NETBible KJV GRK-HEB XRef Arts Hymns
  Discovery Box

Jeremiah 2:8

Context

2:8 Your priests 1  did not ask, ‘Where is the Lord?’ 2 

Those responsible for teaching my law 3  did not really know me. 4 

Your rulers rebelled against me.

Your prophets prophesied in the name of the god Baal. 5 

They all worshiped idols that could not help them. 6 

Jeremiah 23:1

Context
New Leaders over a Regathered Remnant

23:1 The Lord says, 7  “The leaders of my people are sure to be judged. 8  They were supposed to watch over my people like shepherds watch over their sheep. But they are causing my people to be destroyed and scattered. 9 

1 tn Heb “The priests…the ones who grasp my law…the shepherds…the prophets…they…”

2 sn See the study note on 2:6.

3 tn Heb “those who handle my law.”

sn The reference is likely to the priests and Levites who were responsible for teaching the law (so Jer 18:18; cf. Deut 33:10). According to Jer 8:8 it could possibly refer to the scribes who copied the law.

4 tn Or “were not committed to me.” The Hebrew verb rendered “know” refers to more than mere intellectual knowledge. It carries also the ideas of emotional and volitional commitment as well intimacy. See for example its use in contexts like Hos 4:1; 6:6.

5 tn Heb “by Baal.”

6 tn Heb “and they followed after those things [the word is plural] which do not profit.” The poetic structure of the verse, four lines in which a distinct subject appears at the beginning followed by a fifth line beginning with a prepositional phrase and no distinct subject, argues that this line is climactic and refers to all four classes enumerated in the preceding lines. See W. L. Holladay, Jeremiah (Hermeneia), 1:88-89. There may be a play or pun in the Hebrew text on the name for the god Baal (בַּעַל, baal) and the verb “cannot help you” (Heb “do not profit”) which is spelled יַעַל (yaal).

7 tn Heb “Oracle of the Lord.”

8 sn Heb This particle once again introduces a judgment speech. The indictment is found in v. 1 and the announcement of judgment in v. 2. This leads into an oracle of deliverance in vv. 3-4. See also the note on the word “judged” in 22:13.

9 tn Heb “Woe to the shepherds who are killing and scattering the sheep of my pasture.” See the study note on 22:13 for the significance of “Sure to be judged” (Heb “Woe”) See the study note for the significance of the metaphor introduced here.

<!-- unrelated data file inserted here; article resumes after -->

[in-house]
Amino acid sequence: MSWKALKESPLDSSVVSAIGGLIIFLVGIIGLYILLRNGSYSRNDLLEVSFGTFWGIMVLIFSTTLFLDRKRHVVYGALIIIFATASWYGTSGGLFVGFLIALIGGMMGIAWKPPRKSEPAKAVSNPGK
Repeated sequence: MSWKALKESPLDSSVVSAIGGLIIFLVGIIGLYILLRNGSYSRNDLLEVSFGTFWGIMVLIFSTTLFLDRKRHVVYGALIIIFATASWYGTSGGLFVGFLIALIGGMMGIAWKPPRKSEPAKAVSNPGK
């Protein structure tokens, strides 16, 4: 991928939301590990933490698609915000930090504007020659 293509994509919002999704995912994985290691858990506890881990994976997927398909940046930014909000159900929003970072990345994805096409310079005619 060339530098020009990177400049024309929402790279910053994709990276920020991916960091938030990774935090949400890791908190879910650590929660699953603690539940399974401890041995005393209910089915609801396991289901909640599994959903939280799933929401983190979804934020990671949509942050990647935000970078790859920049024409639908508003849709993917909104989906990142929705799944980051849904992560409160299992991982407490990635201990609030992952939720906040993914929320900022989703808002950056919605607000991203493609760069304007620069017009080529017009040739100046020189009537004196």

sn Verses 1-4 of ch. 23 are an extended metaphor in which the rulers are compared to shepherds and the people are compared to sheep. This metaphor has already been met with in 10:21 and is found elsewhere in the context of the Lord’s covenant with David (cf. 2 Sam 7:7-8; Ps 78:70-72). The sheep are God’s people and he is the ultimate shepherd who is personally concerned about their care (cf. Pss 23:1; 80:2). He has set rulers over them as his under-shepherds and they are responsible to him for the care of his sheep (see 22:3-4). They have been lax shepherds, allowing the sheep to be scattered and destroyed. So he will punish them. As the true shepherd of Israel he will regather his scattered flock and place new shepherds (rulers) over them. These verses lead to a promise of an ideal ruler set over an Israel which has experienced a new and better Exodus (vv. 6-8). For a more complete development of this metaphor with similar messianic and eschatological implications see Ezek 34. The metaphor has been interpreted in the translation but some of the flavor left in the simile.



TIP #19: Use the Study Dictionary to learn and to research all aspects of 20,000+ terms/words. [ALL]
created in 0.03 seconds
powered by bible.org